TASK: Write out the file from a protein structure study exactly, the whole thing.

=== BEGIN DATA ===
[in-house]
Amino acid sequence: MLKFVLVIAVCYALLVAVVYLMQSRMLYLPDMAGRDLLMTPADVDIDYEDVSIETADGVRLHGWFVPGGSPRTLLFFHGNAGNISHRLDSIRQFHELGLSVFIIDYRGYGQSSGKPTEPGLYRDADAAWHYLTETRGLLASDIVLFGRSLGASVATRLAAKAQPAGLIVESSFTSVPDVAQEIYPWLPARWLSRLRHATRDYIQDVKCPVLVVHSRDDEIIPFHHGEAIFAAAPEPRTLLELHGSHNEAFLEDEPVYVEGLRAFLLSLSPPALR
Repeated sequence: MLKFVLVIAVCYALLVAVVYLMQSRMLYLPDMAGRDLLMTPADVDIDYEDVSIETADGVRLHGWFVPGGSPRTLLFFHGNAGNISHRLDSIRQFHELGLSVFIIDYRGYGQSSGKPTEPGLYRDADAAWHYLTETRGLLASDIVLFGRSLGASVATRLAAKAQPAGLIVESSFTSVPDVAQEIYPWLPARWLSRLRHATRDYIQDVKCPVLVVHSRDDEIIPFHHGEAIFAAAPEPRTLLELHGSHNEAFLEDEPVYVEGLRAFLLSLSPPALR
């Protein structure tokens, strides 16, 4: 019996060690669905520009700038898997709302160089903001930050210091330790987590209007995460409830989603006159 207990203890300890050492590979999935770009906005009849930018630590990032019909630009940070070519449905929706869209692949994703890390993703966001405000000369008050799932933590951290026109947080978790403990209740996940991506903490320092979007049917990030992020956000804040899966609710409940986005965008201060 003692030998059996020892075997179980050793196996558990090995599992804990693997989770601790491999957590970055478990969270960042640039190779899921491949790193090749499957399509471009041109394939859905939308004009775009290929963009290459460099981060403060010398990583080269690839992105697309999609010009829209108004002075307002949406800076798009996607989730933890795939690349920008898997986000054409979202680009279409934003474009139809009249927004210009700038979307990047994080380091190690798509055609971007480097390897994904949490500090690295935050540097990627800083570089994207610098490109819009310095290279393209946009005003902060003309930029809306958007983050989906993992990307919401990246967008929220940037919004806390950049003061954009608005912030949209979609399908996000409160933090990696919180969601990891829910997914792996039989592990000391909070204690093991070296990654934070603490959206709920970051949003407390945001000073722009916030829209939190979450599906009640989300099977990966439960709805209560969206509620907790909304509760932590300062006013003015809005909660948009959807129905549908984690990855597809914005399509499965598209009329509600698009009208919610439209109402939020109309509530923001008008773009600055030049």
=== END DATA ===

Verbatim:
[in-house]
Amino acid sequence: MLKFVLVIAVCYALLVAVVYLMQSRMLYLPDMAGRDLLMTPADVDIDYEDVSIETADGVRLHGWFVPGGSPRTLLFFHGNAGNISHRLDSIRQFHELGLSVFIIDYRGYGQSSGKPTEPGLYRDADAAWHYLTETRGLLASDIVLFGRSLGASVATRLAAKAQPAGLIVESSFTSVPDVAQEIYPWLPARWLSRLRHATRDYIQDVKCPVLVVHSRDDEIIPFHHGEAIFAAAPEPRTLLELHGSHNEAFLEDEPVYVEGLRAFLLSLSPPALR
Repeated sequence: MLKFVLVIAVCYALLVAVVYLMQSRMLYLPDMAGRDLLMTPADVDIDYEDVSIETADGVRLHGWFVPGGSPRTLLFFHGNAGNISHRLDSIRQFHELGLSVFIIDYRGYGQSSGKPTEPGLYRDADAAWHYLTETRGLLASDIVLFGRSLGASVATRLAAKAQPAGLIVESSFTSVPDVAQEIYPWLPARWLSRLRHATRDYIQDVKCPVLVVHSRDDEIIPFHHGEAIFAAAPEPRTLLELHGSHNEAFLEDEPVYVEGLRAFLLSLSPPALR
């Protein structure tokens, strides 16, 4: 019996060690669905520009700038898997709302160089903001930050210091330790987590209007995460409830989603006159 207990203890300890050492590979999935770009906005009849930018630590990032019909630009940070070519449905929706869209692949994703890390993703966001405000000369008050799932933590951290026109947080978790403990209740996940991506903490320092979007049917990030992020956000804040899966609710409940986005965008201060 003692030998059996020892075997179980050793196996558990090995599992804990693997989770601790491999957590970055478990969270960042640039190779899921491949790193090749499957399509471009041109394939859905939308004009775009290929963009290459460099981060403060010398990583080269690839992105697309999609010009829209108004002075307002949406800076798009996607989730933890795939690349920008898997986000054409979202680009279409934003474009139809009249927004210009700038979307990047994080380091190690798509055609971007480097390897994904949490500090690295935050540097990627800083570089994207610098490109819009310095290279393209946009005003902060003309930029809306958007983050989906993992990307919401990246967008929220940037919004806390950049003061954009608005912030949209979609399908996000409160933090990696919180969601990891829910997914792996039989592990000391909070204690093991070296990654934070603490959206709920970051949003407390945001000073722009916030829209939190979450599906009640989300099977990966439960709805209560969206509620907790909304509760932590300062006013003015809005909660948009959807129905549908984690990855597809914005399509499965598209009329509600698009009208919610439209109402939020109309509530923001008008773009600055030049």